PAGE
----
"If you've ever wondered if love can conquer all, read Ijeoma's story, set in Nigeria—her falling in love with another girl is problematic, if not illegal. The result: a stunning coming-of-age debut."—Marie Claire, "What We're Reading"

"Okparanta [is] a graceful and precise writer."—New York Times Book Review

“Remarkable…Timely…Under the Udala Trees confirms [Okparanta's] talent, recalling the work of Chimamanda Ngozi Adichie in its powerful interweaving of the personal and the political. Okparanta’s simple, direct prose is interspersed with the language of allegory and folklore and is scattered with biblical references. The dizzying scope of her storytelling keeps you gripped to the end.”—Financial Times

"Gripping...Okparanta deftly negotiates a balance between a love story and a war story...Udala Trees serves as a sobering reminder that despite the legality of gay marriage in much of the western hemisphere and in Europe and the US, not too far away LGBT communities endure government-sanctioned terror and brutality. Okparanta exquisitely captures this disparity through an undaunted Ijeoma, who in pursuit of seeking a fulfilling, joyful life gains an insightful awareness about the relationship between hatred and persecution – one that extends well beyond Nigeria’s borders."—The Guardian

"A real talent. [Under the Udala Trees is] the kind of book that should have come with a cold compress kit. It’s sad and sensual and full of heat."—John Freeman, Electric Lit

"She had me at 'inspired by Nigeria’s folktales…', but I stayed for a story that should be told far more often than it is: That of a same-sex couple (two girls, in this case) who fall in love very young and keep their bond through the ravages of war, cultural ignorance, time, and fate. Ijeoma and Amina are born into a 1960s world of conflict, and while the decades may change, the conflicts continue, especially for the couple themselves. As Ijeoma tells us, 'If I had not met Amina, who knows, maybe there would be no story to tell.' That’s the simple but deep truth at the heart of every love story, especially a love story between two girls whose skin happens to be dark."—Literary Hub, "10 Overlooked Novels by Women of Color in 2015"

"Rich in complexity, compassionate in the treatment of political violence and flagrant oppression...Okparanta’s prose feels natural, effortless. She renders the Nigerian landscape in lyrical bursts...and, as in her short stories, the rhythms slide seamlessly into intimate, conversational tones, equal parts folk tale and confessional. Throughout the book, many characters pound yams at the kitchen counter, echoing the constantly beating drums in Chinua Achebe’s Things Fall Apart. The hearts of the people beat in unison, the symbol seems to say — as do the hearts of literary forefathers and descendants."—Star Tribune

"Chinelo Okparanta’s stunning debut novel, Under The Udala Trees, is an epic story of love in the face of despair. Set in post-Civil War Nigeria, young Ijeoma comes of age in a country where following her heart may get her killed. Despite this reality, and the confounding religious principals she is raised with, Ijeoma’s story is one of tremendous hope."—Lambda Literary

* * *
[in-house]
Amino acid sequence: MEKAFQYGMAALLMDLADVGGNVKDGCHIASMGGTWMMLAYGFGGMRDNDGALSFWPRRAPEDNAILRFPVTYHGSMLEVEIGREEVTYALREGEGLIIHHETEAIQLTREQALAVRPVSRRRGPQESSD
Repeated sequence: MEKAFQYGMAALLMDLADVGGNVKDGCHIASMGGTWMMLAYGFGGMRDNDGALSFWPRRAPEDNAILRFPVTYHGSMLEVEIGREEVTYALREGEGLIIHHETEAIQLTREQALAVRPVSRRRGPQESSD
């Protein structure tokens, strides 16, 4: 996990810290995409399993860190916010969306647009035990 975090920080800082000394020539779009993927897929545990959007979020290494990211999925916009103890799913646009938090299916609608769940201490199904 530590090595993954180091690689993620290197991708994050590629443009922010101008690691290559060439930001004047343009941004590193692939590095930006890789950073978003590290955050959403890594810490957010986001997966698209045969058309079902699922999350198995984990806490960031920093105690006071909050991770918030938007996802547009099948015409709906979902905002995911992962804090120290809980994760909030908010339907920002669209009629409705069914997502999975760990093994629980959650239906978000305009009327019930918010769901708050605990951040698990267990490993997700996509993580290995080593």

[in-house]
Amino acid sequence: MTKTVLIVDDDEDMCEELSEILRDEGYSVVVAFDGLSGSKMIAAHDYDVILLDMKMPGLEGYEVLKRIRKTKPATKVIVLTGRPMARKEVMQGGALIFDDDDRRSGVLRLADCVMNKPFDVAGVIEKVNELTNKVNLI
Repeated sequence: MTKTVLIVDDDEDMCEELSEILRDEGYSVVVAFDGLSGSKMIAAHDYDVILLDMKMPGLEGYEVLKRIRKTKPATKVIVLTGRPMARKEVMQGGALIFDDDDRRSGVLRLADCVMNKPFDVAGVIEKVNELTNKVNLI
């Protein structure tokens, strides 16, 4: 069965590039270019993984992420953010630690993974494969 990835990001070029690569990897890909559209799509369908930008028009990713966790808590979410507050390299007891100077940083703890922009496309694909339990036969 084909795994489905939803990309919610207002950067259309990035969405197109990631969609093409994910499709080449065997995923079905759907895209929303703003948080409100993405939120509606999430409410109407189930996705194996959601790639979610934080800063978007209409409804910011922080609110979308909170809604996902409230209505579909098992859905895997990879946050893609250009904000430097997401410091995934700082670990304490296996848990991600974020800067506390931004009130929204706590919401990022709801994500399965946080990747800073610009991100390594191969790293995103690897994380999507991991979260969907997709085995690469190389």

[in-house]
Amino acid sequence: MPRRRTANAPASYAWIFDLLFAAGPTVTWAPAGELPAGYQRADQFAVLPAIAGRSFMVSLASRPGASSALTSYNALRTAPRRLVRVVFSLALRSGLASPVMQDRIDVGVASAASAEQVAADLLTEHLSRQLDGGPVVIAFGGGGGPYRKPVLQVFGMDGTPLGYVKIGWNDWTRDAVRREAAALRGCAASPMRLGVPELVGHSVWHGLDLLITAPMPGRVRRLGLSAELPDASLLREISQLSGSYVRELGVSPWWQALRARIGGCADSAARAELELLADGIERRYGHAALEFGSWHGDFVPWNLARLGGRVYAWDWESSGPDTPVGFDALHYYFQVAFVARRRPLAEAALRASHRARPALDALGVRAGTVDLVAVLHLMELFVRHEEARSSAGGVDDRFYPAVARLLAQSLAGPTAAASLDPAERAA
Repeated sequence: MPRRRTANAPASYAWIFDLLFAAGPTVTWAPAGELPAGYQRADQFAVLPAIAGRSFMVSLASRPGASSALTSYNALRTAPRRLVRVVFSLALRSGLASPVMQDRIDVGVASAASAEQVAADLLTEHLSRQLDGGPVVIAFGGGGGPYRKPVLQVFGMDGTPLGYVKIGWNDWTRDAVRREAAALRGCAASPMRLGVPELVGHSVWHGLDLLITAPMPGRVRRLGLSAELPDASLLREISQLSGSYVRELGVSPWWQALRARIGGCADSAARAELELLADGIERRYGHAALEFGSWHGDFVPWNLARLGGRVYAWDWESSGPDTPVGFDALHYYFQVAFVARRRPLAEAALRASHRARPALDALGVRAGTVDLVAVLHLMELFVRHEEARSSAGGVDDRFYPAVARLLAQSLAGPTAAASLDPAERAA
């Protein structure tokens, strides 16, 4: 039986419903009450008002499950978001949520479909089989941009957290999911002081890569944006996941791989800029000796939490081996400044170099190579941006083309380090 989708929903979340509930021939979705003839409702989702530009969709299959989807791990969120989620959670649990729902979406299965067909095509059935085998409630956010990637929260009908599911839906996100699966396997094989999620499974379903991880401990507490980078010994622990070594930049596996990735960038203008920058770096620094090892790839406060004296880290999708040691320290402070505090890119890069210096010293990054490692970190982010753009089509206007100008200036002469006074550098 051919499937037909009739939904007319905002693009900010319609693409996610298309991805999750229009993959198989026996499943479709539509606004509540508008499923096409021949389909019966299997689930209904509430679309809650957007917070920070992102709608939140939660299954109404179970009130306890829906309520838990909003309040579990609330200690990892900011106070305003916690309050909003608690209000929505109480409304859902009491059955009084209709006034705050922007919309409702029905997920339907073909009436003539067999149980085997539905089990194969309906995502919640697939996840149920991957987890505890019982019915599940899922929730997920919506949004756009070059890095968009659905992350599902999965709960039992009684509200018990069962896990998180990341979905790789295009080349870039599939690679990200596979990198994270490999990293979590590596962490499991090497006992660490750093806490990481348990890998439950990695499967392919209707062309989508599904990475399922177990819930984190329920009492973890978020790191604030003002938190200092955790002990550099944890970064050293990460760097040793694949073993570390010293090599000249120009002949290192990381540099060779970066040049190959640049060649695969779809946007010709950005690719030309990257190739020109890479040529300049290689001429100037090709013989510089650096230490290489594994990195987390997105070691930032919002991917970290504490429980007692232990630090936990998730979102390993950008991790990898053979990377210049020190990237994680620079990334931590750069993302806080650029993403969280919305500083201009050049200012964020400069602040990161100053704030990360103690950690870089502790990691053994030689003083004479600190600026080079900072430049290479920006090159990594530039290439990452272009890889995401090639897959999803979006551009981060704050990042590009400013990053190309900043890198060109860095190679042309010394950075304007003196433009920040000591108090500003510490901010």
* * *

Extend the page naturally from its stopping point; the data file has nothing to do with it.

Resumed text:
"My heart broke over and over while reading this splendid, tragic, garment-rending novel, as much about doomed love as it is about religion, shame, and wanting badly to fit into a culture that won't fit around you."—Sarah Weinman, Publishers Lunch, "Favorite Books of 2015, From the News Editor"
"Okparanta dexterously layers her story with historical events and Nigerian folktales to give a fuller picture of both the beauty and conflict of the country and its cultures...[she] manages to leave readers hopeful for a better future through love and courage."  Shelf Awareness, starred review
"I have never seen or read anything quite like Under the Udala Trees. Debut novelist Chinelo Okparanta (remember that name) blends traditional storytelling with a knockout plot." Essence

"Courageous and heartbreaking and multifaceted." Refinery 29

"A unique story told in a distinctive, lyrical voice."—Newsday

"[Under the Udala Trees], though firmly rooted in time and place, adds up to a universally salient and timely story of love against all odds."—The Rumpus

"[Chinelo Okparanta is] one of the rising stars of current African fiction...the emotional honesty that drives [Under the Udala Trees] is devastating."—Christian Science Monitor

"Powerful and heartbreaking, Under the Udala Trees is a deeply moving commentary on identity, prejudice, and forbidden love."—Buzzfeed, "19 New Books You Need to Read This Fall"

"Elegant and serious prose...Ijeoma is a narrator who reveals herself as the story develops, strong-willed, witty and unforgettable...It’s no small feat that a novel so weighed with heartbreak can end in a place of hope for the future." Lambda Literary

"Chinelo Okparanta’s debut novel eloquently advocates resisting the narratives handed down by previous generations, and the unadorned eroticism of Ijeoma’s relationships with other women is a powerful rebuke to the religious doctrine that condemns them as an 'abomination'. Okparanta takes comfort in the seemingly endless capacity for people and the world to change, but her postscript is poignant: in 2014, Nigeria criminalised the very relationships she portrays with such thoughtfulness and integrity."—Observer (UK)